these tools long and rigid enough to bridge across the core so that level surfaces result.  Hand sanding broad 
	flat surfaces will inevitably produce shallow depressions and rises in the surface that are not usually visible 
	until the shell is applied.  Smoothing out the surface then requires the use of weight gaining filler materials. 
	Use templates and contour gages whenever possible to achieve the exact core shape called for.  Make 
	these yourself when 	necessary.  Often the plans makes will supply dimensions for such aids but you can 
	make your own with some ingenuity.  Concave surfaces can often be made using scrap pieces of the core 
	material itself to "dish out" the area.  The scrap and the core wear each other down in the process. 
	Use the contour gage if possible to gage the final dimensions of the area being dished out.

	Styrene foam does not sand well in my experience.  It has a tendency to tear out in chunks.  I have sanded 
	this material using a fast sander with coarse grit sandpaper but the result is not the best.  The material is springy 
	and likes to compress under the sander and the rise back up when the sander passes making it harder to sand 
	to the required dimensions.  It can also soften under the heat of friction produced by the sander.  This stuff is 
	usually hot wire cut to shape using an electrically heated inconel wire of around .025 inch to .032 inch diameter 
	guided by templates.  The instructions for making the templates and positioning them on your block of styrene 
	foam come from your plans in most cases.  Follow these instructions carefully or you can end up with some 
	very stange looking parts that cannot be used.

	Hot wiring presents some challenges best learned by experience.  If one cuts too fast the center of the hot wire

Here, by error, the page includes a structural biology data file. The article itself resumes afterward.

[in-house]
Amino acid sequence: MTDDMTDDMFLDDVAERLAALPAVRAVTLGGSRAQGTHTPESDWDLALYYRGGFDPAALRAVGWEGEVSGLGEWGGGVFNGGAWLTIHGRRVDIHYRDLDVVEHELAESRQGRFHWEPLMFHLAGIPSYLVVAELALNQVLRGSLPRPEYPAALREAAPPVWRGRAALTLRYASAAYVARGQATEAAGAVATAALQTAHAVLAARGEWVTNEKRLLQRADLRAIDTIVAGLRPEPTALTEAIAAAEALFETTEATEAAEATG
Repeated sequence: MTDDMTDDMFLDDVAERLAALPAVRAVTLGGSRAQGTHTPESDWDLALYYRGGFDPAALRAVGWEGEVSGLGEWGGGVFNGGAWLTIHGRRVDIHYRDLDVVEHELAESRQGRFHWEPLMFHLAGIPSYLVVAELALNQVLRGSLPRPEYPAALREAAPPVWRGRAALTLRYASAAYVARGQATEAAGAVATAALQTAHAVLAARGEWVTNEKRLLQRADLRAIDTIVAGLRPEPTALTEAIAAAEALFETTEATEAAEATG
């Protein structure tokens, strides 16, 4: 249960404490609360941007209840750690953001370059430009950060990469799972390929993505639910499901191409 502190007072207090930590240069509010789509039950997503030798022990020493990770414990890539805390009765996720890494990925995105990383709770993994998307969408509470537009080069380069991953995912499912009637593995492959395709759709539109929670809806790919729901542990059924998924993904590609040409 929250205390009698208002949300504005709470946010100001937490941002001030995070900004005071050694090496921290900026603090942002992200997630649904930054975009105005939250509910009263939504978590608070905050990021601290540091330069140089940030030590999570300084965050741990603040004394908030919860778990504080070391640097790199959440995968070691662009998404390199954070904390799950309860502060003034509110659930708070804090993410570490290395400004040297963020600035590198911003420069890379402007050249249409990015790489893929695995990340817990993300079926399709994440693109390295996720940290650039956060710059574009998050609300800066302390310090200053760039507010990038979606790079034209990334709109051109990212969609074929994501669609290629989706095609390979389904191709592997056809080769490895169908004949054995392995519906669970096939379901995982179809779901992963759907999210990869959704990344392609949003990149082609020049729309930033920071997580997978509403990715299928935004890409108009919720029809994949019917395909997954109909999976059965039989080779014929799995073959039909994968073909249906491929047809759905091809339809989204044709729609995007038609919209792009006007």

will dive into the core producing a severe dip in its middle.  If one cuts too slow then the radiant heat of the 
	hot wire will melt channels into the core producing a washboard surface.  Both of these flaws will reqire a lot of 
	filler to correct especially on wings.  If the core is too damaged then one must try again and this costs extra to 
	buy more material.  In other words, practice first on scrap if possible.  Also there is no easy way to hot wire 
	without an assistant on the other end of the hot wire cutter.  Other problems include controlling the temperature 
	of the hot wire and keeping it tight as it heats up.  There are various ways of dealing with both these problems 
	which I may go into later.

	In closing, do take the time to produce a smooth accurate core.  Don't short the effort on this component if you 
	want that smooth wave and ripple free surface that composites are famous for along with a much lighter stucture 
	than you will get trying to make up for the irregular surface with fillers later on.  Wings can be especially adversely
	affected by poor cores.  Subtle differences in shape can make a set of wings fly very diffenently from each other
	resulting in the very least in trim problems.  Trim difficulties must be overcome by drag inducing trim tabs making 
	for a slower plane.  It is already slower due to increased weight from the filler used.  Get the picture?

	Bed time.  
	Ken Mintz
	Chapter 163 Tech Counselor
	Phone: (702) 567-1938
	Email Ken